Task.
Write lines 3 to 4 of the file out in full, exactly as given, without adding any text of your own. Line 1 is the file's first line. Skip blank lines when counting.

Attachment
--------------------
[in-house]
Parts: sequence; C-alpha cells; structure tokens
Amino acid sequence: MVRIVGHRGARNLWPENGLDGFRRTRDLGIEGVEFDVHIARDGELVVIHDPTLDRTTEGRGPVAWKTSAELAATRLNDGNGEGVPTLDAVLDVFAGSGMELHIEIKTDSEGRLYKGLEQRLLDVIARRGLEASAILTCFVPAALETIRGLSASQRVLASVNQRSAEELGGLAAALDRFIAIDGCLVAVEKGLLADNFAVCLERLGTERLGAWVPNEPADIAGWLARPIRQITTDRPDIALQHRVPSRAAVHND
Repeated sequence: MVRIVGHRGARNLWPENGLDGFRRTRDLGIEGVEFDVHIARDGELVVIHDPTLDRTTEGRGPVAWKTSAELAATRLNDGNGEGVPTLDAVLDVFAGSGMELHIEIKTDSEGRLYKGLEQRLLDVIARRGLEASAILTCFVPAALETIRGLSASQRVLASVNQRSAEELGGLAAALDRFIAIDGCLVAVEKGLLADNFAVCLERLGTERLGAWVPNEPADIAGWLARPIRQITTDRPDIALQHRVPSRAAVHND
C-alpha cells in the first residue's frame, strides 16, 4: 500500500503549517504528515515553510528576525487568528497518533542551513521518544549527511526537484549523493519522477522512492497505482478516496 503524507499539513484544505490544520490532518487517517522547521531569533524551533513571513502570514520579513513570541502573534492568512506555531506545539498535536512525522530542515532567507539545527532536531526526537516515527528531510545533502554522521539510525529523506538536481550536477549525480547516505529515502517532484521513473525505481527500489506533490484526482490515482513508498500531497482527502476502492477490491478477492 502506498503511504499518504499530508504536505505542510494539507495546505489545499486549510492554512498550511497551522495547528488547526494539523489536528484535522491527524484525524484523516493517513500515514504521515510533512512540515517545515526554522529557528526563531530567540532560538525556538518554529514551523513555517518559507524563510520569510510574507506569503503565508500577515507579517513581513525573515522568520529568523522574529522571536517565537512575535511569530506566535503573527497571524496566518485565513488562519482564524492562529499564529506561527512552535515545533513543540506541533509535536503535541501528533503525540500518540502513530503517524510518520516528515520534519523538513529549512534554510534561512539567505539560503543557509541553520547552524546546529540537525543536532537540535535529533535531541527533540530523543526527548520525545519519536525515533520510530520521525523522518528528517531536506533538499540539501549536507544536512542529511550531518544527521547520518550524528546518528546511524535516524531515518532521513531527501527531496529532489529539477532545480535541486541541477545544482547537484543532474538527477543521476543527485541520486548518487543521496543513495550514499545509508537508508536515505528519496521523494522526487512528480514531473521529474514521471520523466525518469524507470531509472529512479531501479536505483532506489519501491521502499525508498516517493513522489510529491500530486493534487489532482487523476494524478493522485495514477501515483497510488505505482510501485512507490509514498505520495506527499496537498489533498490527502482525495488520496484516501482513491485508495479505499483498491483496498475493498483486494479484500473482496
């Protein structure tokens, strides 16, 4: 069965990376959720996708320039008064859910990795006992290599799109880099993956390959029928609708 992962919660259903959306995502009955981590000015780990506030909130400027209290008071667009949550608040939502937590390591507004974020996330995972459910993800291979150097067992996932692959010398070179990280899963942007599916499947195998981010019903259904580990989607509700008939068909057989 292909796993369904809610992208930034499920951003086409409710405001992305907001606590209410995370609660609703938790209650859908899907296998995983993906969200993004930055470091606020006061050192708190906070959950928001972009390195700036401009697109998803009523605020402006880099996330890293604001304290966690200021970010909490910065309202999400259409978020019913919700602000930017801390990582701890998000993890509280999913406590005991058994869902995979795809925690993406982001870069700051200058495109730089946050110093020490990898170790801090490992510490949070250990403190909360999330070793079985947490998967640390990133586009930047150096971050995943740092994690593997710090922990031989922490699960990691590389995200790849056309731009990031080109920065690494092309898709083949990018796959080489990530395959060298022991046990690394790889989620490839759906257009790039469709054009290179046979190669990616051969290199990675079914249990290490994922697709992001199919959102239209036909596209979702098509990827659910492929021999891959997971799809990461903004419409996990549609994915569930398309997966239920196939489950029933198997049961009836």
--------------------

Amino acid sequence: MVRIVGHRGARNLWPENGLDGFRRTRDLGIEGVEFDVHIARDGELVVIHDPTLDRTTEGRGPVAWKTSAELAATRLNDGNGEGVPTLDAVLDVFAGSGMELHIEIKTDSEGRLYKGLEQRLLDVIARRGLEASAILTCFVPAALETIRGLSASQRVLASVNQRSAEELGGLAAALDRFIAIDGCLVAVEKGLLADNFAVCLERLGTERLGAWVPNEPADIAGWLARPIRQITTDRPDIALQHRVPSRAAVHND
Repeated sequence: MVRIVGHRGARNLWPENGLDGFRRTRDLGIEGVEFDVHIARDGELVVIHDPTLDRTTEGRGPVAWKTSAELAATRLNDGNGEGVPTLDAVLDVFAGSGMELHIEIKTDSEGRLYKGLEQRLLDVIARRGLEASAILTCFVPAALETIRGLSASQRVLASVNQRSAEELGGLAAALDRFIAIDGCLVAVEKGLLADNFAVCLERLGTERLGAWVPNEPADIAGWLARPIRQITTDRPDIALQHRVPSRAAVHND